We see a further emphasis of this truth in, "For if, when we were enemies, we were reconciled to God by the death of His Son, much more, being reconciled, we shall be saved by His life" (Romans 5:10). The ultimate result of reconciliation, then, is not an implied "at variance," but a turning away of anger, and a restoration to favor. So, it follows that God is not a despot who desires that any should perish. Rather, He who is responsible for the creation is also responsible as well for the laws by which His creation is governed, and also for this provision whereby man may become reconciled to God.
The latter provision is what we may speak of as a distinct mark of Gods unique mercy. Thankfully, we can know that as our Righteous God, He has a unique immutable nature, in that from eternity His gracious mercifulness toward men is gloriously constant. Though the disposition of God toward man is immutable, the fact that man, through his original disobedience in the Garden of Eden and in all of his subsequent failures to comply with Gods Law has put himself "at variance with God." This makes mans status to be a legal one. This failure to comply with Gods law makes man the sinner that he is. In his own writings, Paul states that "I had not known sin, but by the law" (Romans 7:7).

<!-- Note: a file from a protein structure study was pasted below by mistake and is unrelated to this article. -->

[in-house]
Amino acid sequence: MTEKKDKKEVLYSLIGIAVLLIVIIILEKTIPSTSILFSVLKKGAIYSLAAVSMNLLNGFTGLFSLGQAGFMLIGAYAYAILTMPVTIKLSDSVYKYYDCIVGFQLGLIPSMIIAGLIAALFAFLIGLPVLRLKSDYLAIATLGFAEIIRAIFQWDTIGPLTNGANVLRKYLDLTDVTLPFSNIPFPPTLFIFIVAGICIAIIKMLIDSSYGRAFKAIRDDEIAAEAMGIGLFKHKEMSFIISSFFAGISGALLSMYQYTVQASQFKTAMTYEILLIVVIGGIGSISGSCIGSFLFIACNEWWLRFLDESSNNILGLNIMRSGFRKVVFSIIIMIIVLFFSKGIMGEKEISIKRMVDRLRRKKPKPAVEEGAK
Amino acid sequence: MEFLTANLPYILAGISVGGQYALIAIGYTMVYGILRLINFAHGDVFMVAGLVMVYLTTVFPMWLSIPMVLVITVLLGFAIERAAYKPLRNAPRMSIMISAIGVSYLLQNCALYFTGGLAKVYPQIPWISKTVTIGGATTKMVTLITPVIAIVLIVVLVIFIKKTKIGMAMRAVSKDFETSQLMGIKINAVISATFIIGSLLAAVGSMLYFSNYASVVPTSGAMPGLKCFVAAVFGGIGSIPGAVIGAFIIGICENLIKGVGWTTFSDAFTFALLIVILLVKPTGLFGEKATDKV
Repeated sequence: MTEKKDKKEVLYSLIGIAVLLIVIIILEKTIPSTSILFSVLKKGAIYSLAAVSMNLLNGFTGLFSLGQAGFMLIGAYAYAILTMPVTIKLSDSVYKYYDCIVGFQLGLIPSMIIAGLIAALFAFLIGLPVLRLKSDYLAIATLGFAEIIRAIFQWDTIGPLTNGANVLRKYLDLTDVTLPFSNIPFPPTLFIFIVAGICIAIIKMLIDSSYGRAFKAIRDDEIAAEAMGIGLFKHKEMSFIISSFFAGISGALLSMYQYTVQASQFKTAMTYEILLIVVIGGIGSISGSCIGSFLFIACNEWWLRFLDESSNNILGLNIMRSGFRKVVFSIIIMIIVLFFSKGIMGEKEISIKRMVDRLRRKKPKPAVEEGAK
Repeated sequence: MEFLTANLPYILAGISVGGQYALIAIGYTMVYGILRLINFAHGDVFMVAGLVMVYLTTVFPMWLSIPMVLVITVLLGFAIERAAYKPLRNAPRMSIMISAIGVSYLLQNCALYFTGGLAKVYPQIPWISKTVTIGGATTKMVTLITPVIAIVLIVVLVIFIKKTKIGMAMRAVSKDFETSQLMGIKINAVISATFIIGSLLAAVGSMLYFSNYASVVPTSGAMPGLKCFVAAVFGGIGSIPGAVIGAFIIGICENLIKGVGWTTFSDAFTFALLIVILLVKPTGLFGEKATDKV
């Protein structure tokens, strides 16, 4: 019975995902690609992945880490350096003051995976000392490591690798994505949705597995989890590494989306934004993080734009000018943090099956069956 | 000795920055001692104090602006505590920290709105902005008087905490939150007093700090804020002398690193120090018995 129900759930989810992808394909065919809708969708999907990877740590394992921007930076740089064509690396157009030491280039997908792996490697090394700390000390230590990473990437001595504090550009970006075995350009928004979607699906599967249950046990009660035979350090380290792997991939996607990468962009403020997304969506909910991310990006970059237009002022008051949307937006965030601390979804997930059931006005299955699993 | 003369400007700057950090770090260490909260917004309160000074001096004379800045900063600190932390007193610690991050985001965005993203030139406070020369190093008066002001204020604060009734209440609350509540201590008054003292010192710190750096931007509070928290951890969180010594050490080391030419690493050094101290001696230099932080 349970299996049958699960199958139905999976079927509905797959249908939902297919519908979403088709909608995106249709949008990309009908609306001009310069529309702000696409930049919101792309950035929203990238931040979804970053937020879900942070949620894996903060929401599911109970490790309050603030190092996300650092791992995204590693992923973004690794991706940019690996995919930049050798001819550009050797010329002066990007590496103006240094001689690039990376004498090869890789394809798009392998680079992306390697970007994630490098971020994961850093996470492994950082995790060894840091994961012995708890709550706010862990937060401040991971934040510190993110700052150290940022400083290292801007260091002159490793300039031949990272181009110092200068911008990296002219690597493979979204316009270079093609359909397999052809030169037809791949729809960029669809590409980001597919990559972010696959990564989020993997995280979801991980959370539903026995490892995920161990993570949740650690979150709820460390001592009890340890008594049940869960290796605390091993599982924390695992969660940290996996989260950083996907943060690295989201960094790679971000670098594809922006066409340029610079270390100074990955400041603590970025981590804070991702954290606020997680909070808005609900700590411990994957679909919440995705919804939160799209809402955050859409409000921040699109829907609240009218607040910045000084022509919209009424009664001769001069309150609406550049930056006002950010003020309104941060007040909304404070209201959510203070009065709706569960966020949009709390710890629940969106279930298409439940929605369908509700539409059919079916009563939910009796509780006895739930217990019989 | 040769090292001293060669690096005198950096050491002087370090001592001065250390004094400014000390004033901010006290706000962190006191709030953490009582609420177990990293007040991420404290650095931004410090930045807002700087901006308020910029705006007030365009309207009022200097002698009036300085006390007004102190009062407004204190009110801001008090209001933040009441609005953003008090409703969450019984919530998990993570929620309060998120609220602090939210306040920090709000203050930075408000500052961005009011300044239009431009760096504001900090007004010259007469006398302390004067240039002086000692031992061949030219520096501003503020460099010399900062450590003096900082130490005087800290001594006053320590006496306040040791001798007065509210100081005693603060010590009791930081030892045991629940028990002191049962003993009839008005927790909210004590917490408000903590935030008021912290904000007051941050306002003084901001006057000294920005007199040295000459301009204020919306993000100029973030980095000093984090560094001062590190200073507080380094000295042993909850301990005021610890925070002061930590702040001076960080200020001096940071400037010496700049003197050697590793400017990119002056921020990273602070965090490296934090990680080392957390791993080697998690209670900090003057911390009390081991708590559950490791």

It is evident, then, that he who knows no law cannot be said to sin -- [Herein rests our assurance concerning those little ones and all of those others who never come to a consciousness of right and wrong that troubled Calvin so very deeply, and resulted in his "Baptism of infants"] -- but all to whom the law of God has come, in whatsoever manner, are required by the righteousness of God to believe on His Son! Those who never know the law of God or who are blind to it or who are mentally inept are never able even to see the Law in the very nature of His creation.
Though you and I may have some trouble with such thinking, we need to realize that the Apostle Paul is bringing to our attention that in such a state of blindness no judgment can be passed, for there is no criterion by which to judge. Another has wisely noted, "From the dawn of volition, of thought or ideation, and of morality," however, "our blind springs of action cease to be blind." Then we are bound to be appraised by Gods own standard. God, then, is the Sovereign Lawgiver and Judge, and man is the criminal who has broken the Law. It is this judicial variance and opposition between God and man which is referred to in the term reconciliation.